Operation: Risk Management– Five Things to Consider Before Vaccinating

Operation: Risk Management– Five Things to Consider Before Vaccinating

Jul 24

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When you have a child with Autism, one of the first questions on everyone’s mind is, “Are vaccinations the culprit?” Before I answer that… a few disclaimers: The following is by no means medically exhaustive. I am not a DIY expert on the subject, nor am I an anti-vaccine extremist. This is simply a slice of our journey.

When Salem was born, I was paralyzed by the polarization surrounding the subject of vaccines. I had read enough to know that there were risks on both sides, but I wouldn’t let a needle-packing nurse near him until I had made up my mind in good conscience which risks we were willing to take. I opted out of the Vitamin K and the Hep A shot that they give most children before they even leave the hospital. I figured he wasn’t going to be sharing any drug needles before his two-week check up, so we could at least wait until then. Two weeks came and went. Nine months later, we had not given him a single vaccine until finally, I asked myself the question:

“If my child contracted anything that could have been prevented, would I be able to live with myself?

When we arrived for his nine month check up, his pediatrician said that unless we vaccinated Salem, he could file a “medical negligence” claim against us. He enforced a “catch up” schedule and said that there were no a la carte options. In other words, we couldn’t opt out of the chicken pox or the drug-needle sharing vaccine. It was all or nothing or risk being labeled “medically negligent”. So, we prayed.

And then we pricked him.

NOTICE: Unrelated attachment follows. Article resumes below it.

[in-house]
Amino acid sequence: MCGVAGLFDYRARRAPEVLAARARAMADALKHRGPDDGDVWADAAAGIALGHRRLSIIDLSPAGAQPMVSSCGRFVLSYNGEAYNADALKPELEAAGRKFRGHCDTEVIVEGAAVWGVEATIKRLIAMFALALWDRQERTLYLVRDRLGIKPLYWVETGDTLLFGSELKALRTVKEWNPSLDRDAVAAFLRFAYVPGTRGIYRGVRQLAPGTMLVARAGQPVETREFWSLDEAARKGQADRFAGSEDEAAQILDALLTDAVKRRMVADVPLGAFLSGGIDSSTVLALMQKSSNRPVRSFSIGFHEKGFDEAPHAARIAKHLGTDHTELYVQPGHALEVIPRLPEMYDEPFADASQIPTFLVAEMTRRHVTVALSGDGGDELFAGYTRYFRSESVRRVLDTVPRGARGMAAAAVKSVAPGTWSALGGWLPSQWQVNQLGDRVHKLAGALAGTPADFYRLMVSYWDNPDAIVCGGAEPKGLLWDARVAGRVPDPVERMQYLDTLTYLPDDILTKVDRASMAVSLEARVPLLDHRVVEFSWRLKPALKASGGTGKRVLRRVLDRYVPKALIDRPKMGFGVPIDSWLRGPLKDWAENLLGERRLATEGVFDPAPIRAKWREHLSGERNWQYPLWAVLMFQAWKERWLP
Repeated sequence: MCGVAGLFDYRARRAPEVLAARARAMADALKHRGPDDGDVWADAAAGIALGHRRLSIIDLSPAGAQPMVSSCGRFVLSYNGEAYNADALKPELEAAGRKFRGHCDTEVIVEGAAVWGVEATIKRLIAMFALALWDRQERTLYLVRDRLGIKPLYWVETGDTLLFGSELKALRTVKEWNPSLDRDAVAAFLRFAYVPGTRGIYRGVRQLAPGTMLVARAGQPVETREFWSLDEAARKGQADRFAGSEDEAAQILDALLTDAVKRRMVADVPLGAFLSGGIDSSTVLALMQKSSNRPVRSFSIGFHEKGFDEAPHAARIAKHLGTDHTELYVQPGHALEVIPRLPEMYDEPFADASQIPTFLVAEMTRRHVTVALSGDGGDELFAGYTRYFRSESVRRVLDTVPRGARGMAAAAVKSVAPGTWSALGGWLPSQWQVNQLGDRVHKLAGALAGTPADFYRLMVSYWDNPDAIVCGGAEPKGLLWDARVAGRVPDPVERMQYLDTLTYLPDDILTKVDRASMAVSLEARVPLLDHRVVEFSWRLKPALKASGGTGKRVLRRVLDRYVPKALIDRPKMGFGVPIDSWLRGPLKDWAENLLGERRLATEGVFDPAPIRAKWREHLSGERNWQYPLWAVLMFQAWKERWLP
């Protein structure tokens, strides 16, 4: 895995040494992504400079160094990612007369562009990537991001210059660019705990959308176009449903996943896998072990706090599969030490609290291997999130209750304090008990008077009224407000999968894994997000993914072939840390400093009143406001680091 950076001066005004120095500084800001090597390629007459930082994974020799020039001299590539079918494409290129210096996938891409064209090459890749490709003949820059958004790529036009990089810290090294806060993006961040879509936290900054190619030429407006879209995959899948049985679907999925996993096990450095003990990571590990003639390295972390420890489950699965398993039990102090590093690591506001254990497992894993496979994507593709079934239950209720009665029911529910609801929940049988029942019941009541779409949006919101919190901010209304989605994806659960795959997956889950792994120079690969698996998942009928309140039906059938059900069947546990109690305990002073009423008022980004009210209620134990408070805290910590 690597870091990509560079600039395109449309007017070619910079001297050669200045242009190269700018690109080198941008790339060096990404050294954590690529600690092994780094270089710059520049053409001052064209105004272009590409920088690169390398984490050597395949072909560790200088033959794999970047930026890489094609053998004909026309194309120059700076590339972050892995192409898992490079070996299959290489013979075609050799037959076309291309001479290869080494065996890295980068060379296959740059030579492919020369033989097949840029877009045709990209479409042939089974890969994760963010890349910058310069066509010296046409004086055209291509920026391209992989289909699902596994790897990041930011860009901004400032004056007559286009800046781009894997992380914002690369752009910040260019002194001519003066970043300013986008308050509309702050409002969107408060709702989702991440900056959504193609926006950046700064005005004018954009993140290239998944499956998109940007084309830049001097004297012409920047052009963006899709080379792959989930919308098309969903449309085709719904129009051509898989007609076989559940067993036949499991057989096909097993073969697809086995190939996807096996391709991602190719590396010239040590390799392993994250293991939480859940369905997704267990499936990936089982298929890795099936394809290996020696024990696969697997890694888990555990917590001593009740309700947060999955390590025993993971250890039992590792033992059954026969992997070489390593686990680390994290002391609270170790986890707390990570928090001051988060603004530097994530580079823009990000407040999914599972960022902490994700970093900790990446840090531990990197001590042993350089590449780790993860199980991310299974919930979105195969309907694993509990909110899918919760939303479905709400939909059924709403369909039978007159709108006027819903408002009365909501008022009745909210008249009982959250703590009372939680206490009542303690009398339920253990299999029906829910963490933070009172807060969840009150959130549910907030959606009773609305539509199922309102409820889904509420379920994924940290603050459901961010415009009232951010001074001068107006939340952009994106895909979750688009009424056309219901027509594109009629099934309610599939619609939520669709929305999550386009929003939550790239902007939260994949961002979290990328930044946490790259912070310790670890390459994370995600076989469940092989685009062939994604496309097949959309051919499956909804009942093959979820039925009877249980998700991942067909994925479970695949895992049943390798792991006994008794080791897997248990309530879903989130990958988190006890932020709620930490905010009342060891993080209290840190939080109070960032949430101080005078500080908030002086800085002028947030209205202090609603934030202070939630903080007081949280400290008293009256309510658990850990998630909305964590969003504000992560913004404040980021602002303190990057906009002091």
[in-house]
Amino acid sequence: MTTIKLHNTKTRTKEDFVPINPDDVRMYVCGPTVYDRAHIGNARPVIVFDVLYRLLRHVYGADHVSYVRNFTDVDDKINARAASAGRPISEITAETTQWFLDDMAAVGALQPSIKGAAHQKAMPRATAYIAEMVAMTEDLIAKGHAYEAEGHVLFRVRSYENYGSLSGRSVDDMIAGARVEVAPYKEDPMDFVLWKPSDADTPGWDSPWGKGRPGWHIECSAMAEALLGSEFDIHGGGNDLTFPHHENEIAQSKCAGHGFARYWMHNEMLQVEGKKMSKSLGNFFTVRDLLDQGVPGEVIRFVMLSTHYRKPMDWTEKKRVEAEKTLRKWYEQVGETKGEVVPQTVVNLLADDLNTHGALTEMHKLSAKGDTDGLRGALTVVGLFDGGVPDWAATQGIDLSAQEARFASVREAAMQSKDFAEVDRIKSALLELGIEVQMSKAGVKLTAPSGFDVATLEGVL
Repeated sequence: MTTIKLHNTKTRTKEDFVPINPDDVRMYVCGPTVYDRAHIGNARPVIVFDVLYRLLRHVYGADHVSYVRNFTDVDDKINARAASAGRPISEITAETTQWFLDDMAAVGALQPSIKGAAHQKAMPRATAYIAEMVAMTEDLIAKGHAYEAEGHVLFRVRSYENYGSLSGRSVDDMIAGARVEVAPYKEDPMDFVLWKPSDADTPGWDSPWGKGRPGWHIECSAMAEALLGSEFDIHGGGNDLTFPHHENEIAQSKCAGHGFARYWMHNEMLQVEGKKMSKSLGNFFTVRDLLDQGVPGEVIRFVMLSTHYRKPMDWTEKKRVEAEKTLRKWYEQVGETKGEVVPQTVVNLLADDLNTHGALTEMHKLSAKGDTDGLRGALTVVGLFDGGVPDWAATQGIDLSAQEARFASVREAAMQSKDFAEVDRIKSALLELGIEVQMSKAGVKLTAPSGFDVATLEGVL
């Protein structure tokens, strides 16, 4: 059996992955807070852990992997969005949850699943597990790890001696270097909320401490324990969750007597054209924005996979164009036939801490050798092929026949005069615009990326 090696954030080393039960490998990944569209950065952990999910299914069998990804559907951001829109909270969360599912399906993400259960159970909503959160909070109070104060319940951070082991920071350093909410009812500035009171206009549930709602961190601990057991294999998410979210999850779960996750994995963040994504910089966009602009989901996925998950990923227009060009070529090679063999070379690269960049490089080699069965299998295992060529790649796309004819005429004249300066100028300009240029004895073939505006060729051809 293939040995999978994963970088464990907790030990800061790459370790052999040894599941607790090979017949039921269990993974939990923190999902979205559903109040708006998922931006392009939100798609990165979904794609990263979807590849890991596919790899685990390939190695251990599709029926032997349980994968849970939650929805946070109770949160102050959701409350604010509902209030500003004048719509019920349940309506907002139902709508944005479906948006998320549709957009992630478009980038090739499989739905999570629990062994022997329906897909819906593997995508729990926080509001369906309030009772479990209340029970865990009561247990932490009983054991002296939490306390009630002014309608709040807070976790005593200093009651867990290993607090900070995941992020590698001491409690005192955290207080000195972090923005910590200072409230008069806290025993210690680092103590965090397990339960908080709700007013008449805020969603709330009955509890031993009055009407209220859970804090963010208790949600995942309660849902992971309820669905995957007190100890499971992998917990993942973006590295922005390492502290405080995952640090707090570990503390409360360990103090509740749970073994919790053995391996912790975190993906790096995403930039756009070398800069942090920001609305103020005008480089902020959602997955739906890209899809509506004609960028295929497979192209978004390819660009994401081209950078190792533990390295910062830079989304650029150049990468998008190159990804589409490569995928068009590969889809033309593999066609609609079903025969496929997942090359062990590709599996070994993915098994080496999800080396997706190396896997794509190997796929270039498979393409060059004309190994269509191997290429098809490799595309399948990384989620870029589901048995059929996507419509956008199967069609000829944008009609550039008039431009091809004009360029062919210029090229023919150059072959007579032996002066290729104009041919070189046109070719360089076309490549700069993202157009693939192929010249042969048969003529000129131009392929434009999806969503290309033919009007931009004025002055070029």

Ours isn’t the Autism story of, “one day he was here and the next he was gone” after the Ped administered the DTaP. Salem’s developmental delays appeared over time. Do I think that the vaccines caused Salem’s Autism? No. I think there is a buffet of genetic and environmental factors at play here, but when it comes to the influence of immunizations, I agree with one of Salem’s doctors:

If a child possesses a spark of neurobehavioral vulnerability {ie. a genetic propensity to a developmental disorder like Autism}, vaccinations are like gasoline. They exacerbate the situation.

Hindsight 20/20– would I still have chosen to vaccinate Salem? That depends. More importantly, I would sift my decision through a risk management filter that I like to call, “The Five D’s”. {Alliteration makes me happy… go with me on this.}

1. Diet— Does breastfeeding eliminate any and all risk of contracting an infectious disease? Certainly not. Does it reduce the likelihood? Yes. What deserves even further consideration is the presence of food allergies and/or intolerances. There are loads of test options to determine if your child should avoid certain foods, but here’s a test that’s absolutely free and void of controversy. Ready? Walk over to your pantry and open the door. Choose a box of oft-purchased cereal or crackers and read the ingredients. Can you pronounce them? Are your shelves lined with product ingredient lists that say, “Enriched flour”, “high fructose corn syrup”, and “Red 40”? You don’t have to be a nutritionist to know that white flour, white sugar, sodium, dyes, and preservatives are crappy for you much less for your child’s developing brain. In addition, carefully researched and selected whole food supplements are important to consider as well.